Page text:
Title: Prognostic tests for uterine torsion affected buffaloes
Abstract :

Twenty-five female buffaloes suffering from uterine torsion were presented to the clinic of Veterinary Gynaecology and Obstetrics, CVAS, Bikaner for treatment. Three times blood samples were obtained from 25 buffaloes with uterine torsion (at the time of presentation of the animal, 1 h and 24 h after fetal delivery) and 5 healthy buffaloes to investigate the relationship between concentrations of SGOT (serum glutamic oxaloacetic transaminase), SGPT (serum glutamic-pyruvic transaminase), Bilirubin, serum creatinine and blood urea nitrogen (BUN). The aim of this study was to investigate related alterations in these blood constituents. There were significant (P < 0.01) increases in SGOT, SGPT, Bilirubin, serum creatinine and BUN in the affected buffaloes, possibly due to high uterine tissue damage. It may be inferred that torsion may lead to imbalance in biochemical profiles that affect the proper functioning of the uterine musculature. Buffaloes subjected to uterine torsion are associated with hepatic and renal dysfunction. In conclusion, concentration of above parameters can be used as a prognostic indicator for the occurrence of uterine torsion in buffaloes.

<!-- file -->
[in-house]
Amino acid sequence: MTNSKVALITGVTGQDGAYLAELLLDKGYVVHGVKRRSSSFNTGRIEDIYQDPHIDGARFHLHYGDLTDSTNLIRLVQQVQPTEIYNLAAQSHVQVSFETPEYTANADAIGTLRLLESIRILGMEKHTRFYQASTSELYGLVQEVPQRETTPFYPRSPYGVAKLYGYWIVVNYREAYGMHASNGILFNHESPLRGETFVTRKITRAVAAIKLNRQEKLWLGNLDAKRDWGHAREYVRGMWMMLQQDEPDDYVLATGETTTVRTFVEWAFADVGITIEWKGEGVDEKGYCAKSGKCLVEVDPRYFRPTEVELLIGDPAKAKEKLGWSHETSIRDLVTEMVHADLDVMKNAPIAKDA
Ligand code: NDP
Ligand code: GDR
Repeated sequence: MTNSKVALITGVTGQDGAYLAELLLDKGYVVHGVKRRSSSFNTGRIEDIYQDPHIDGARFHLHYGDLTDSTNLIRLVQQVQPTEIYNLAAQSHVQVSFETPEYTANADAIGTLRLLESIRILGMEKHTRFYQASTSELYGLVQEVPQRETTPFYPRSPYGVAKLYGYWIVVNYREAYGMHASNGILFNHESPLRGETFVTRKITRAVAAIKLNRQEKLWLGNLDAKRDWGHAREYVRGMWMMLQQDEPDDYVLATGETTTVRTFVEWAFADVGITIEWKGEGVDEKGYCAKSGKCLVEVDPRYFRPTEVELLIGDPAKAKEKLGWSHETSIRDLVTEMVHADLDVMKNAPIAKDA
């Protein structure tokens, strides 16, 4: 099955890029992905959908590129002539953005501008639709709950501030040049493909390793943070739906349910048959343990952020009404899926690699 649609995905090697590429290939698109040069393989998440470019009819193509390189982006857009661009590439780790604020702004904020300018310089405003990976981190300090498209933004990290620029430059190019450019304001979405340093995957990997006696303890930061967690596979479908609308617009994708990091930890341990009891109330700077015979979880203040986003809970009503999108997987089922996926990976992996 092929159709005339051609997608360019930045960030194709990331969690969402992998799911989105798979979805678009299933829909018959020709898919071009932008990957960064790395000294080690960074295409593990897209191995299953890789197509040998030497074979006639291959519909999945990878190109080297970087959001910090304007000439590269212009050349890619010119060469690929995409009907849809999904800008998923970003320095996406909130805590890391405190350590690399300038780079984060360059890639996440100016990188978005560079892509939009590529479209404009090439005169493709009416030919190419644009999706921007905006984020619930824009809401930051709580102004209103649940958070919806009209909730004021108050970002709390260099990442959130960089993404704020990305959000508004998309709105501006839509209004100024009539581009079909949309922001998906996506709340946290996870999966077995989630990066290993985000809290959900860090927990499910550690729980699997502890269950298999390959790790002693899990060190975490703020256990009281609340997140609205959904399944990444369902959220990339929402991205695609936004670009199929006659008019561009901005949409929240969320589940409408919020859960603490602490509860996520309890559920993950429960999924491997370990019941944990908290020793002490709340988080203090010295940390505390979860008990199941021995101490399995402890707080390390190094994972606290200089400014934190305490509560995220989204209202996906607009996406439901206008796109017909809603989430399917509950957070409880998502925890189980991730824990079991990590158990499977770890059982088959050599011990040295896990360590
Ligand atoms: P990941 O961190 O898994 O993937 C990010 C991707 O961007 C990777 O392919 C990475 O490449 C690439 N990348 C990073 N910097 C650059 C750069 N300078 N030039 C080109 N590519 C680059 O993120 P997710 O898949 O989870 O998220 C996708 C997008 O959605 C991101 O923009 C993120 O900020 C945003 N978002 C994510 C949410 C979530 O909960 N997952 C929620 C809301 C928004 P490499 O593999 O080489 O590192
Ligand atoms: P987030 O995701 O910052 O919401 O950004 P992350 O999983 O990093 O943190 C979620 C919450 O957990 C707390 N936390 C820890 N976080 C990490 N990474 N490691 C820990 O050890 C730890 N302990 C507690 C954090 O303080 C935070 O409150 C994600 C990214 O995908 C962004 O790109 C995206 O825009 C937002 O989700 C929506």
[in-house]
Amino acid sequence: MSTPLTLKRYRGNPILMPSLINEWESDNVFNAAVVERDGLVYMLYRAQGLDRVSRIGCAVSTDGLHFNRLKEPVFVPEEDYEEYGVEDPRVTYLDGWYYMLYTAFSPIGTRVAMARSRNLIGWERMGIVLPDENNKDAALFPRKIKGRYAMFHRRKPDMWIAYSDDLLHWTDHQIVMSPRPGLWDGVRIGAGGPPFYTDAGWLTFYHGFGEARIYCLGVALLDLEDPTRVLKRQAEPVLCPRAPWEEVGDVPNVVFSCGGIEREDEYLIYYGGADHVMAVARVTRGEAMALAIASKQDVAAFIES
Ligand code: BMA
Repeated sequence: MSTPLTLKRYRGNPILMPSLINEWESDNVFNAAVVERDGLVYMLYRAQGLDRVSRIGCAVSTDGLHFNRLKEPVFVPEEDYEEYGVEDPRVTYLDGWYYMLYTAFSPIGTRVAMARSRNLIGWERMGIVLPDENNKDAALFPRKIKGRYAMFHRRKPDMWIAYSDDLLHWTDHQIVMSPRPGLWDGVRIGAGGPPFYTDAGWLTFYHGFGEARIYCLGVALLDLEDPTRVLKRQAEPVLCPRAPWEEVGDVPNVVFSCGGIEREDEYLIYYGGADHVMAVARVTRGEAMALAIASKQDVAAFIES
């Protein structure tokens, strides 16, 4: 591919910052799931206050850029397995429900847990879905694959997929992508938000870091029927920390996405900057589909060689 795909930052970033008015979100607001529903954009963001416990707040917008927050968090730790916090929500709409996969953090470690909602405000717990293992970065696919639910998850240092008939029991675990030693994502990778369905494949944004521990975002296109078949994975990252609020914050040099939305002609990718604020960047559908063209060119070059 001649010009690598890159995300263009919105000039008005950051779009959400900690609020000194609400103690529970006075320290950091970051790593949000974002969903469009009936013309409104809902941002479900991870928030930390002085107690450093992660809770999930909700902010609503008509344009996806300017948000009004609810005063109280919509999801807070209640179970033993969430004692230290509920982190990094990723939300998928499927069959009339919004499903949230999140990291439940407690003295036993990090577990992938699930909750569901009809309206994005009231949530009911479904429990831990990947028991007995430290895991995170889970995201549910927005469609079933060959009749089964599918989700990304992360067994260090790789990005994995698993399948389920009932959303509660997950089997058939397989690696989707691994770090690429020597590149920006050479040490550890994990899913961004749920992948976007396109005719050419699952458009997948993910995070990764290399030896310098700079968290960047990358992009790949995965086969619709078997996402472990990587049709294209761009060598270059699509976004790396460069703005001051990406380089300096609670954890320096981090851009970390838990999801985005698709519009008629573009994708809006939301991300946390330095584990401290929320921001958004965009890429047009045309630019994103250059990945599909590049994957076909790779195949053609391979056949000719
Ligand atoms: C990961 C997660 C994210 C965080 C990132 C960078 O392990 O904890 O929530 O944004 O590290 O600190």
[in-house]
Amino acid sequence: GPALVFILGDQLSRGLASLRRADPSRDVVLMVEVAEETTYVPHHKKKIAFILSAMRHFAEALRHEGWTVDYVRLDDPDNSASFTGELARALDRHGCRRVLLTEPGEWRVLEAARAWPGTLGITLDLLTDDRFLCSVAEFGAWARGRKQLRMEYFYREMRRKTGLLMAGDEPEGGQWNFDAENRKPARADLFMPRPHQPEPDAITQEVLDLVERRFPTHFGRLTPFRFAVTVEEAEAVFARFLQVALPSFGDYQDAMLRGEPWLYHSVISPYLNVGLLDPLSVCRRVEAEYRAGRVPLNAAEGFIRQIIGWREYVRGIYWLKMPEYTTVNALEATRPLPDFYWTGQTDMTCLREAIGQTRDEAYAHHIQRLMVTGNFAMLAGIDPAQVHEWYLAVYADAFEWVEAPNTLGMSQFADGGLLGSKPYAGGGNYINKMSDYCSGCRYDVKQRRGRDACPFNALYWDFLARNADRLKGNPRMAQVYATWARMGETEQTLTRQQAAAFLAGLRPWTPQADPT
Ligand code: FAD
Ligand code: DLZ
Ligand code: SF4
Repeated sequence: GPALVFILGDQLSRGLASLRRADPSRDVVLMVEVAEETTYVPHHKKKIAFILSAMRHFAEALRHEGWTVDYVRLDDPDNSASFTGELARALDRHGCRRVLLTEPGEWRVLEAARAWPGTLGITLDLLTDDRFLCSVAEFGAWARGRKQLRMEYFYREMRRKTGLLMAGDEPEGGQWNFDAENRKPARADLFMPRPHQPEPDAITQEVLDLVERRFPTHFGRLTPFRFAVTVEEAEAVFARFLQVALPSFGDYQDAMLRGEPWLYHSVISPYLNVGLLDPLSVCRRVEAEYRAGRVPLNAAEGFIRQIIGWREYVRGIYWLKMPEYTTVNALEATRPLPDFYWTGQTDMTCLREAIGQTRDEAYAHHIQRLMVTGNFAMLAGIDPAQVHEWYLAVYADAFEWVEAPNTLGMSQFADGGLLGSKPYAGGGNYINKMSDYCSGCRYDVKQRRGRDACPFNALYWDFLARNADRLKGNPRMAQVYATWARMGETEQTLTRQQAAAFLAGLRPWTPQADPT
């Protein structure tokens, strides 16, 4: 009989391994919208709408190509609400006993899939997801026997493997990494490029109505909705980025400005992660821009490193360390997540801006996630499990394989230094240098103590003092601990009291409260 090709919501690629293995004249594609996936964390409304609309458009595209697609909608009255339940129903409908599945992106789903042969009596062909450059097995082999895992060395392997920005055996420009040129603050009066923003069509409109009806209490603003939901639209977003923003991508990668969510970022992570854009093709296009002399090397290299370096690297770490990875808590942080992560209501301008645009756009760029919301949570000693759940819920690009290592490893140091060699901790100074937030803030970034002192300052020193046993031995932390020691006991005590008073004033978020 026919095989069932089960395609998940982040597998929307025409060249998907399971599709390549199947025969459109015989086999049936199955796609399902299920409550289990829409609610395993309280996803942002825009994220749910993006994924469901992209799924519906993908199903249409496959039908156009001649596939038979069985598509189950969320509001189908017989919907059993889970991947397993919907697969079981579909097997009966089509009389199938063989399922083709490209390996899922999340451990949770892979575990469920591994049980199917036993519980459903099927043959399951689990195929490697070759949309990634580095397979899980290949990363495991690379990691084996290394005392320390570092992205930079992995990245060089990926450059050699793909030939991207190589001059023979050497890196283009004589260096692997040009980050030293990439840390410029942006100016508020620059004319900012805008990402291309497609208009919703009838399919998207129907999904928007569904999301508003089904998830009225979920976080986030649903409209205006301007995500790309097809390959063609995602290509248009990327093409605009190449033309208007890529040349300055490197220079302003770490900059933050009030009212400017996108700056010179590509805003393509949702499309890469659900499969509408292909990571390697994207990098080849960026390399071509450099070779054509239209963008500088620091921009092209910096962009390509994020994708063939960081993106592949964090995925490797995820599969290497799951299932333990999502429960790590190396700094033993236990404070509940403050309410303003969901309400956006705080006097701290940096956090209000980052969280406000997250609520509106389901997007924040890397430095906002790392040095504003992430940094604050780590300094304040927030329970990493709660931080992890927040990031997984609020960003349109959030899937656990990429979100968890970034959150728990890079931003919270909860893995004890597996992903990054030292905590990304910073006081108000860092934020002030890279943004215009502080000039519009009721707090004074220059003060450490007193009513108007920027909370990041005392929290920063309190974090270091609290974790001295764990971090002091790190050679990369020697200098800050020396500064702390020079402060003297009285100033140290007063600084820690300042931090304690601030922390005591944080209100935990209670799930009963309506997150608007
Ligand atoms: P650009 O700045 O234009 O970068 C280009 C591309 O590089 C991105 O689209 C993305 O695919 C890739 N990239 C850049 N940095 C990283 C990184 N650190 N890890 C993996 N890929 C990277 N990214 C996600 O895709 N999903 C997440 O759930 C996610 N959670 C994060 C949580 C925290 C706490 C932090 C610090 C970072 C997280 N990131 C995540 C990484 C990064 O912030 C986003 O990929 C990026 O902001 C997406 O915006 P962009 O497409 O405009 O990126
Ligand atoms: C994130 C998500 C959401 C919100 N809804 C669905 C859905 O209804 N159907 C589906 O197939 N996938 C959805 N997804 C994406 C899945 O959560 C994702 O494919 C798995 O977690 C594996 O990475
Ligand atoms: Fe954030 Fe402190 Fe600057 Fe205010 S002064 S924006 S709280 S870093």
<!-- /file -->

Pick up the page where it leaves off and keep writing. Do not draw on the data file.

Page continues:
Title: A retrospective study on incidence of dystocia in cattle and buffaloes at referral center
Abstract :